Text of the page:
4. Justice (verse 38): Their system relied on the Law as a tool for restitution and a cover for revenge. Jesus taught them that the higher principle of the Law was mercy, not simply exacting justice or revenge.
  5. Nationalism (verse 43): They used the Law to build a wall around themselves and keep others out. Jesus showed them that one purpose of the Law was to reveal God's goodness to men, that to be like God meant mercy and justice to strangers.

Relationship with God

1"Beware of practicing your righteousness before men to be noticed by them; otherwise you have no reward with your Father who is in heaven.
2"So when you give to the poor, do not sound a trumpet before you, as the hypocrites do in the synagogues and in the streets, so that they may be honored by men. Truly I say to you, they have their reward in full. 3But when you give to the poor, do not let your left hand know what your right hand is doing, 4so that your giving will be in secret; and your Father who sees what is done in secret will reward you.
5"When you pray, you are not to be like the hypocrites; for they love to stand and pray in the synagogues and on the street corners so that they may be seen by men. Truly I say to you, they have their reward in full. 6But you, when you pray, go into your inner room, close your door and pray to your Father who is in secret, and your Father who sees what is done in secret will reward you.
7"And when you are praying, do not use meaningless repetition as the Gentiles do, for they suppose that they will be heard for their many words. 8So do not be like them; for your Father knows what you need before you ask Him.
9"Pray, then, in this way:
'Our Father who is in heaven,
Hallowed be Your name.
10'Your kingdom come.
Your will be done,
On earth as it is in heaven.
11'Give us this day our daily bread.
12'And forgive us our debts, as we also have forgiven our debtors.
13'And do not lead us into temptation, but deliver us from evil. [For Yours is the kingdom and the power and the glory forever. Amen.']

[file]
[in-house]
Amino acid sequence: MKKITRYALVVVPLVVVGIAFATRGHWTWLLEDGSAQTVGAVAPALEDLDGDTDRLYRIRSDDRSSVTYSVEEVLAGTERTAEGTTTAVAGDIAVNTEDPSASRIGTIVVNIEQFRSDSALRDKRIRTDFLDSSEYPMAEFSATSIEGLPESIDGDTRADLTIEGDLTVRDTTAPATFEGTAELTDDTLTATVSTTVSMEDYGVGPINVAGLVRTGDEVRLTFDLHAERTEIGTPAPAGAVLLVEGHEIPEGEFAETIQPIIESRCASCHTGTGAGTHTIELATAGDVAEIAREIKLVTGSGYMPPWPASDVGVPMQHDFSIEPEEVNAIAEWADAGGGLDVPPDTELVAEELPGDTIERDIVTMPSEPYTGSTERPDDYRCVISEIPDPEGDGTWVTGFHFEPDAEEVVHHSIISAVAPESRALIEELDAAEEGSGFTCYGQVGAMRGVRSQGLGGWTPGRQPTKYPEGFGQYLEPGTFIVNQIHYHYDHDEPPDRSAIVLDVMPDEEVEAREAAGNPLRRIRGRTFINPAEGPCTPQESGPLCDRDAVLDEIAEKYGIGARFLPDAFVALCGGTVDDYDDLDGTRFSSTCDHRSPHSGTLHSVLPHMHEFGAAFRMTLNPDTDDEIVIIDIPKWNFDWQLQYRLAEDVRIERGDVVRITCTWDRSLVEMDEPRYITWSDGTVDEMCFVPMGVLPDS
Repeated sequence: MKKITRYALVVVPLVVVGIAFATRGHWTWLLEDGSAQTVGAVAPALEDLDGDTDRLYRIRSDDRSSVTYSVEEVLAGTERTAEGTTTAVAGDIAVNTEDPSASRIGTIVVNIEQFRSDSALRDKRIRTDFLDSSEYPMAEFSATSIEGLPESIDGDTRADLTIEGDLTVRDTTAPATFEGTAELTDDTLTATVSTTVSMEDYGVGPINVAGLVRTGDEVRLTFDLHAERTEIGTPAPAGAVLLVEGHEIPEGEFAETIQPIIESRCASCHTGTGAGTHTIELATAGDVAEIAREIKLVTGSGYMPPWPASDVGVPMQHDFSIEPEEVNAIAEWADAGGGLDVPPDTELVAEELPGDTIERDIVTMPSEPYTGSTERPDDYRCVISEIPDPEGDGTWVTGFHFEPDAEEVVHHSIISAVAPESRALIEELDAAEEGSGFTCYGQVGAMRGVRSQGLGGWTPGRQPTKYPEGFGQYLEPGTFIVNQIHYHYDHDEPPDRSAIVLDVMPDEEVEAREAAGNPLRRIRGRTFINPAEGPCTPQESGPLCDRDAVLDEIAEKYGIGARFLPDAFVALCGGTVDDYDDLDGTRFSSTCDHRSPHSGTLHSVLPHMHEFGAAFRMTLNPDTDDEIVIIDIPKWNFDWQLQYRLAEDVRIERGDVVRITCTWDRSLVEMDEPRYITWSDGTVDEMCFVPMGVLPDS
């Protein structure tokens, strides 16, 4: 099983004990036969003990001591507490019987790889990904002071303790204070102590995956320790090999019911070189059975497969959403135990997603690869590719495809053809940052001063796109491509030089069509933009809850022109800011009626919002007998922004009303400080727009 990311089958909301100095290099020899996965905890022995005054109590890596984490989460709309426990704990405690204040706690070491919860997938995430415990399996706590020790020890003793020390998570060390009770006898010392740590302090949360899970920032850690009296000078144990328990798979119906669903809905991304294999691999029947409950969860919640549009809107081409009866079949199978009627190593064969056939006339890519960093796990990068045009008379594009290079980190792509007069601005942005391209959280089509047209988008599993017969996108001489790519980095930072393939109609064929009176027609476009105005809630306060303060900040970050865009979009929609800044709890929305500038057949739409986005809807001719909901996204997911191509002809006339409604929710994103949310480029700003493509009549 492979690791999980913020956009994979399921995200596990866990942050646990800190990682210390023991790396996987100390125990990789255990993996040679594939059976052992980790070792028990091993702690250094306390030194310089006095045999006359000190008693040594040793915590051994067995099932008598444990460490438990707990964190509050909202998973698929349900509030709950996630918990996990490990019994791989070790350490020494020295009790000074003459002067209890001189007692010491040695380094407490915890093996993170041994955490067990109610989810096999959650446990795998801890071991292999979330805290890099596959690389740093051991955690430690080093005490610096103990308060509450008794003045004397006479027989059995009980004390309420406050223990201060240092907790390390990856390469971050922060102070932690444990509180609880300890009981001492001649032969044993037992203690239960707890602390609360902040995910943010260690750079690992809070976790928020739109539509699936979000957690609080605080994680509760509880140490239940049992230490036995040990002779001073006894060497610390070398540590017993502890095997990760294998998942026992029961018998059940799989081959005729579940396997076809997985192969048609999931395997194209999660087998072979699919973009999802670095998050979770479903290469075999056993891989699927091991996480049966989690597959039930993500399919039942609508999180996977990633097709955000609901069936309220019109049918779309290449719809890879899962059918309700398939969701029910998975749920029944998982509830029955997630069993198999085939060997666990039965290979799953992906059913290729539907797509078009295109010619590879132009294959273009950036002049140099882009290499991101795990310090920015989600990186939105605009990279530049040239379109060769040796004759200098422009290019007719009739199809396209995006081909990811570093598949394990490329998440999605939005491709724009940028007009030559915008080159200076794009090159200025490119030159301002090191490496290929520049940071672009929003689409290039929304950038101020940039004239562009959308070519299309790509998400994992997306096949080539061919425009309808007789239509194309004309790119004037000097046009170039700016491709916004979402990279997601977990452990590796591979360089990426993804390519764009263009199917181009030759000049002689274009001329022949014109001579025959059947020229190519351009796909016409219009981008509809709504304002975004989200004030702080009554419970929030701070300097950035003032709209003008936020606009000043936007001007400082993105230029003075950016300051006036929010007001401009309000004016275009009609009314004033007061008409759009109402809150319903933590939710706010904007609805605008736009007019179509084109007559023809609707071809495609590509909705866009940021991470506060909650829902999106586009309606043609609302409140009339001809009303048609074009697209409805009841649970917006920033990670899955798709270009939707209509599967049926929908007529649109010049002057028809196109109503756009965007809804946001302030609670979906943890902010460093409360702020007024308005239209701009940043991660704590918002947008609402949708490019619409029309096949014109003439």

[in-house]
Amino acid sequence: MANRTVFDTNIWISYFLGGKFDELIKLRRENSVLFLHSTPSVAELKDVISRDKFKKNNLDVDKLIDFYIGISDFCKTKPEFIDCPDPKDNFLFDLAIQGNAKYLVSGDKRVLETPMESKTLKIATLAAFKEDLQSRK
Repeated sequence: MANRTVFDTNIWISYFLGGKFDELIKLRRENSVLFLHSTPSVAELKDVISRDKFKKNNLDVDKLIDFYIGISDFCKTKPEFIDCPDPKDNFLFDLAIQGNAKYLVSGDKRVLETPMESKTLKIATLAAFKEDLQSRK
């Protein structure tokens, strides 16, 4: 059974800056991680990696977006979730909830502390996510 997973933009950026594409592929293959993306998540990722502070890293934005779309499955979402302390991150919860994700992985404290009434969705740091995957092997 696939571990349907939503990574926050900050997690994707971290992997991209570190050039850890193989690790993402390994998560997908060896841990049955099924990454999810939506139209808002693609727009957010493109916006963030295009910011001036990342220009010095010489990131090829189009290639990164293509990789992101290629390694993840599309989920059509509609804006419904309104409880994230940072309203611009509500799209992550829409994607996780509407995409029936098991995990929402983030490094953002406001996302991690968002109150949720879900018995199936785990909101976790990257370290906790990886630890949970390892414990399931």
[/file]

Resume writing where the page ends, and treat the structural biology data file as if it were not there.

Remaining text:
14For if you forgive others for their transgressions, your heavenly Father will also forgive you. 15But if you do not forgive others, then your Father will not forgive your transgressions.
16"Whenever you fast, do not put on a gloomy face as the hypocrites do, for they neglect their appearance so that they will be noticed by men when they are fasting. Truly I say to you, they have their reward in full. 17But you, when you fast, anoint your head and wash your face 18so that your fasting will not be noticed by men, but by your Father who is in secret; and your Father who sees what is done in secret will reward you.
19"Do not store up for yourselves treasures on earth, where moth and rust destroy, and where thieves break in and steal. 20But store up for yourselves treasures in heaven, where neither moth nor rust destroys, and where thieves do not break in or steal; 21for where your treasure is, there your heart will be also.
22"The eye is the lamp of the body; so then if your eye is clear, your whole body will be full of light. 23But if your eye is bad, your whole body will be full of darkness. If then the light that is in you is darkness, how great is the darkness!
24"No one can serve two masters; for either he will hate the one and love the other, or he will be devoted to one and despise the other. You cannot serve God and wealth.
25"For this reason I say to you, do not be worried about your life, as to what you will eat or what you will drink; nor for your body, as to what you will put on. Is not life more than food, and the body more than clothing? 26Look at the birds of the air, that they do not sow, nor reap nor gather into barns, and yet your heavenly Father feeds them. Are you not worth much more than they? 27And who of you by being worried can add a single hour to his life? 28And why are you worried about clothing? Observe how the lilies of the field grow; they do not toil nor do they spin, 29yet I say to you that not even Solomon in all his glory clothed himself like one of these. 30But if God so clothes the grass of the field, which is alive today and tomorrow is thrown into the furnace, will He not much more clothe you? You of little faith! 31Do not worry then, saying, 'What will we eat?' or 'What will we drink?' or 'What will we wear for clothing?' 32For the Gentiles eagerly seek all these things; for your heavenly Father knows that you need all these things. 33But seek first His kingdom and His righteousness, and all these things will be added to you.
34"So do not worry about tomorrow; for tomorrow will care for itself. Each day has enough trouble of its own.
- Matthew 6:1-34

He teaches them how to have a proper relationship with God in heaven.

  • Verses 1-4: Practice your goodness towards God with a view of pleasing God, not men.
  • Verses 5-18: Pray to God in order to communicate with Him, not to impress others with your piety.
  • Verses 19-34: Trust in God to provide for all your physical and spiritual needs, one day at a time.